It is entirely fitting that two days after the Congressional Budget Office forecast the return of trillion-dollar deficits, House Speaker Paul Ryan, R-Wis., announced his intention to leave Congress. With Ryan will go the last illusion that Republicans are the party of fiscal discipline.
On Wednesday, Ryan became the 25th House Republican to say he wouldn’t run in November. His 20-year career began with a reputation as a conservative budget genius. He will leave having passed a spendthrift $1.5 trillion tax-cut bill and a $1.3 trillion budget bill financed heavily by borrowing.
The CBO said Monday that the tax-cut bill will boost economic growth by only about 0.7 points while raising the deficit by $1.8 trillion over the coming decade. And that’s if we don’t have a major trade war or a recession.
The good news, such as it is, is that Ryan won’t be around to argue that the deficits he helped create must be fixed by cutting Medicare and Medicaid. Ryan made his reputation as a policy wonk with lengthy “road maps” designed to reform entitlement programs. His ideas included turning Medicaid into a capped block grant program and giving seniors vouchers for private health insurance in place of traditional Medicare.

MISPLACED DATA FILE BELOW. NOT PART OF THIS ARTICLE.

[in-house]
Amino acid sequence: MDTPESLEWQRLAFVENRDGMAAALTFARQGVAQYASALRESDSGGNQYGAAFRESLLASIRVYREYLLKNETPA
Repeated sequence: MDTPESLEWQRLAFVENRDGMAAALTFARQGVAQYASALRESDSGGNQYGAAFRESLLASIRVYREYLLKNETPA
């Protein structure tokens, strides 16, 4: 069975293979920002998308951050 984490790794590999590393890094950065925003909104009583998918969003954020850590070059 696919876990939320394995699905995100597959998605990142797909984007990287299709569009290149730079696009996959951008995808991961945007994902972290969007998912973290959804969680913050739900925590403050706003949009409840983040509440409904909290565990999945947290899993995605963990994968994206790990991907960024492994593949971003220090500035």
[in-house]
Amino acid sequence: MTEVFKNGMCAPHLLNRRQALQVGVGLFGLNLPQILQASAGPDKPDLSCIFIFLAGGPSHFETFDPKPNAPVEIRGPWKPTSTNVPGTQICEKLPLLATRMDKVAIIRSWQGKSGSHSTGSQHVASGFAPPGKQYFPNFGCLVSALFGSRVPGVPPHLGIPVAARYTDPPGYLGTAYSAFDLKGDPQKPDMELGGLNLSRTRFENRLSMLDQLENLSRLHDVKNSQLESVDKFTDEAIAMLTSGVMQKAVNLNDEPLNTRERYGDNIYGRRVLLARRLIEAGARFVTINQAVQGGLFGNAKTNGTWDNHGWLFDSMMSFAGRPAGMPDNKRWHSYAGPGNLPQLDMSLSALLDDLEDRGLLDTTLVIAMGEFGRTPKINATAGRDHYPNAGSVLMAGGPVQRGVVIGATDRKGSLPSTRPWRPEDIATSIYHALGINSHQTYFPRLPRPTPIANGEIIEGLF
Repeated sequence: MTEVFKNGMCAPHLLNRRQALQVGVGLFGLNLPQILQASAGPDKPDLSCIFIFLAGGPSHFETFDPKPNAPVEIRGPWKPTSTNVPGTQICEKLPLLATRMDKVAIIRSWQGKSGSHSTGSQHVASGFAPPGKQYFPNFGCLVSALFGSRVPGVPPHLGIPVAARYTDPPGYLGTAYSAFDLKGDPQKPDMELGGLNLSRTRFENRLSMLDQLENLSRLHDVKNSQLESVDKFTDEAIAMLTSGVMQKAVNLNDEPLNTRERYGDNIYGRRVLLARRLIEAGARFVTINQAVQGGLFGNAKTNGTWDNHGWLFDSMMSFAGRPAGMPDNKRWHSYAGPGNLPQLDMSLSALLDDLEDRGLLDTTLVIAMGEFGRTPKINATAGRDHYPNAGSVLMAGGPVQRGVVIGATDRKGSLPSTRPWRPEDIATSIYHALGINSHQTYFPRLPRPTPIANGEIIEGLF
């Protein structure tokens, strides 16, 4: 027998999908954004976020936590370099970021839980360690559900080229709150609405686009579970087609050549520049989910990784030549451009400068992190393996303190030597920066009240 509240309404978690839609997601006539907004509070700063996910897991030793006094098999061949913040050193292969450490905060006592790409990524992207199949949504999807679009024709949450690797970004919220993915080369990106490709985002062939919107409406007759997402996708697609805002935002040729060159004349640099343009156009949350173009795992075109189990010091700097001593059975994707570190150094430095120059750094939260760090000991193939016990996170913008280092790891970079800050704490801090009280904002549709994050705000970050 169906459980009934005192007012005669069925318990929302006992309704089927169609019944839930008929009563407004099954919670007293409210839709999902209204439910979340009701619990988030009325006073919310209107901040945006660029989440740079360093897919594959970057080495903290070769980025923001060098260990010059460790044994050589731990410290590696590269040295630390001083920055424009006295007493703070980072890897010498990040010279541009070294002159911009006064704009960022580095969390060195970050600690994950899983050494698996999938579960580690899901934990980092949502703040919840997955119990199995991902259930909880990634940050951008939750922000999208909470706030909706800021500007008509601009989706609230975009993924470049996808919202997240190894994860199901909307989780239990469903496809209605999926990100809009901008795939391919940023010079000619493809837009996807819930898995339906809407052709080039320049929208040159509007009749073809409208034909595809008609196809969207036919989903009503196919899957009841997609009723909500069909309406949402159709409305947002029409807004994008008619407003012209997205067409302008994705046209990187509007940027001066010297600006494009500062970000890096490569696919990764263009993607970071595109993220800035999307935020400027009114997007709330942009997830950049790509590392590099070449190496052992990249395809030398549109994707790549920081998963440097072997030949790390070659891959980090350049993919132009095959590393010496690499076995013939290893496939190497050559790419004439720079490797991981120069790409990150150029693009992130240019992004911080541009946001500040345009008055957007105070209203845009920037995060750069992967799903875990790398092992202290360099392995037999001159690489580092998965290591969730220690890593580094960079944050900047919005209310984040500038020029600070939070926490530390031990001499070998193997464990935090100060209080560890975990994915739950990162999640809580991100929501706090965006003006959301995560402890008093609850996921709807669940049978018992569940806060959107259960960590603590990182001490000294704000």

He wasn’t wrong that growth in health care spending is driving the nation’s budget problems. He was wrong in thinking that tax cuts heavily weighted to wealthy Americans and corporations would create enough growth to pay for themselves and everything else the government has to do.
He was wrong to help lead the 2009 fight against President Barack Obama’s $831 billion stimulus plan, wrong to cave on hard choices in the Simpson-Bowles budget commission report in 2012, wrong to fight against the Affordable Care Act, which could have cut the rate of medical-cost increases. For all of his conventional thinking, Mitt Romney made Ryan his 2012 vice presidential nominee.
Ryan was an Ayn Rand acolyte masquerading as a deep thinker. Ryan tried to make his allegiance to Rand’s greed-is-good libertarianism comport with his own professed allegiance to a bootstraps version of social justice Catholicism. This irritated not only Catholic bishops but extremist conservatives like Steve Bannon, the former adviser to President Donald Trump, who complained that Ryan is “rubbing his social-justice Catholicism in my nose every second.”
Ryan leaves his House GOP colleagues, already fearful of an anti-Trump wave in the November elections, with a dilemma. Will the next speaker (or possibly minority leader) be Trump favorite Kevin McCarthy of California, the majority leader? Or will it be the affable party whip Steve Scalise of Louisiana, admired for his heroic recovery from a gunshot wound last summer?
With Trump in the White House, it probably doesn’t matter — very little legislating gets done anyway, and crisis is constant. No wonder Ryan is bugging out.